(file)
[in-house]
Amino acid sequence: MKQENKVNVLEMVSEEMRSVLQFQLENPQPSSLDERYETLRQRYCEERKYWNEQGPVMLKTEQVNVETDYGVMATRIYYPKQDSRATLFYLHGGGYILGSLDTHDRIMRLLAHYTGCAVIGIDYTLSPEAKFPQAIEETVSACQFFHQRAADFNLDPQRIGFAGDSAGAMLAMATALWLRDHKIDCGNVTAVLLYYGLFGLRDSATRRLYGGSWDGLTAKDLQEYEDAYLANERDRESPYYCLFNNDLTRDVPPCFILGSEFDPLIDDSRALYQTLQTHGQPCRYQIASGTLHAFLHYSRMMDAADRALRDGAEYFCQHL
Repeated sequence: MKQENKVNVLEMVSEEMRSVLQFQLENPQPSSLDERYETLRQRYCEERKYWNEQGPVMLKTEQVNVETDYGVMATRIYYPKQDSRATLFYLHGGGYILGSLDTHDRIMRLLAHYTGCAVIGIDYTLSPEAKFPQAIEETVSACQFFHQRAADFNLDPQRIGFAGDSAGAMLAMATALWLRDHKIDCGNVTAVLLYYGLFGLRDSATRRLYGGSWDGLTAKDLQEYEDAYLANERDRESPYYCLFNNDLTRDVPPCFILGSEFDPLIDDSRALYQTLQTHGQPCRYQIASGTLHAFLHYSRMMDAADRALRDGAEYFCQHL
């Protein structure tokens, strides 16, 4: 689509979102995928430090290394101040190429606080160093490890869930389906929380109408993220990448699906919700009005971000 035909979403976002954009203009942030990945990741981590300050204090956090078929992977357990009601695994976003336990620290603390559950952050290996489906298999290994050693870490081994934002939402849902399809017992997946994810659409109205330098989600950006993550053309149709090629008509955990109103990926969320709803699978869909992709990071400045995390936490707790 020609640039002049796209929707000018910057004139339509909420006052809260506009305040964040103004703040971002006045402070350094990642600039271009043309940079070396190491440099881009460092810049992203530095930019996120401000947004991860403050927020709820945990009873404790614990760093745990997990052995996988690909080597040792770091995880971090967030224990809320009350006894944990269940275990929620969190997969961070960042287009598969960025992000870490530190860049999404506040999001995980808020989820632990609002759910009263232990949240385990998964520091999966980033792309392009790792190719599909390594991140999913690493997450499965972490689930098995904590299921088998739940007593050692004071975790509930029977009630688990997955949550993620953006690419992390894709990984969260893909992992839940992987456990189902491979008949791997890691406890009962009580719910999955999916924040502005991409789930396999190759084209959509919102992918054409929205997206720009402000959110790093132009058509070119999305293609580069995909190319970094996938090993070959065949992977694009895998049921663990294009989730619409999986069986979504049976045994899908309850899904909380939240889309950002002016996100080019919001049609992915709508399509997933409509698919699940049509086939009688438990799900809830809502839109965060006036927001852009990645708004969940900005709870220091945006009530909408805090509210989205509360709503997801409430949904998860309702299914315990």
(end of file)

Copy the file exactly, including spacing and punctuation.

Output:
[in-house]
Amino acid sequence: MKQENKVNVLEMVSEEMRSVLQFQLENPQPSSLDERYETLRQRYCEERKYWNEQGPVMLKTEQVNVETDYGVMATRIYYPKQDSRATLFYLHGGGYILGSLDTHDRIMRLLAHYTGCAVIGIDYTLSPEAKFPQAIEETVSACQFFHQRAADFNLDPQRIGFAGDSAGAMLAMATALWLRDHKIDCGNVTAVLLYYGLFGLRDSATRRLYGGSWDGLTAKDLQEYEDAYLANERDRESPYYCLFNNDLTRDVPPCFILGSEFDPLIDDSRALYQTLQTHGQPCRYQIASGTLHAFLHYSRMMDAADRALRDGAEYFCQHL
Repeated sequence: MKQENKVNVLEMVSEEMRSVLQFQLENPQPSSLDERYETLRQRYCEERKYWNEQGPVMLKTEQVNVETDYGVMATRIYYPKQDSRATLFYLHGGGYILGSLDTHDRIMRLLAHYTGCAVIGIDYTLSPEAKFPQAIEETVSACQFFHQRAADFNLDPQRIGFAGDSAGAMLAMATALWLRDHKIDCGNVTAVLLYYGLFGLRDSATRRLYGGSWDGLTAKDLQEYEDAYLANERDRESPYYCLFNNDLTRDVPPCFILGSEFDPLIDDSRALYQTLQTHGQPCRYQIASGTLHAFLHYSRMMDAADRALRDGAEYFCQHL
């Protein structure tokens, strides 16, 4: 689509979102995928430090290394101040190429606080160093490890869930389906929380109408993220990448699906919700009005971000 035909979403976002954009203009942030990945990741981590300050204090956090078929992977357990009601695994976003336990620290603390559950952050290996489906298999290994050693870490081994934002939402849902399809017992997946994810659409109205330098989600950006993550053309149709090629008509955990109103990926969320709803699978869909992709990071400045995390936490707790 020609640039002049796209929707000018910057004139339509909420006052809260506009305040964040103004703040971002006045402070350094990642600039271009043309940079070396190491440099881009460092810049992203530095930019996120401000947004991860403050927020709820945990009873404790614990760093745990997990052995996988690909080597040792770091995880971090967030224990809320009350006894944990269940275990929620969190997969961070960042287009598969960025992000870490530190860049999404506040999001995980808020989820632990609002759910009263232990949240385990998964520091999966980033792309392009790792190719599909390594991140999913690493997450499965972490689930098995904590299921088998739940007593050692004071975790509930029977009630688990997955949550993620953006690419992390894709990984969260893909992992839940992987456990189902491979008949791997890691406890009962009580719910999955999916924040502005991409789930396999190759084209959509919102992918054409929205997206720009402000959110790093132009058509070119999305293609580069995909190319970094996938090993070959065949992977694009895998049921663990294009989730619409999986069986979504049976045994899908309850899904909380939240889309950002002016996100080019919001049609992915709508399509997933409509698919699940049509086939009688438990799900809830809502839109965060006036927001852009990645708004969940900005709870220091945006009530909408805090509210989205509360709503997801409430949904998860309702299914315990």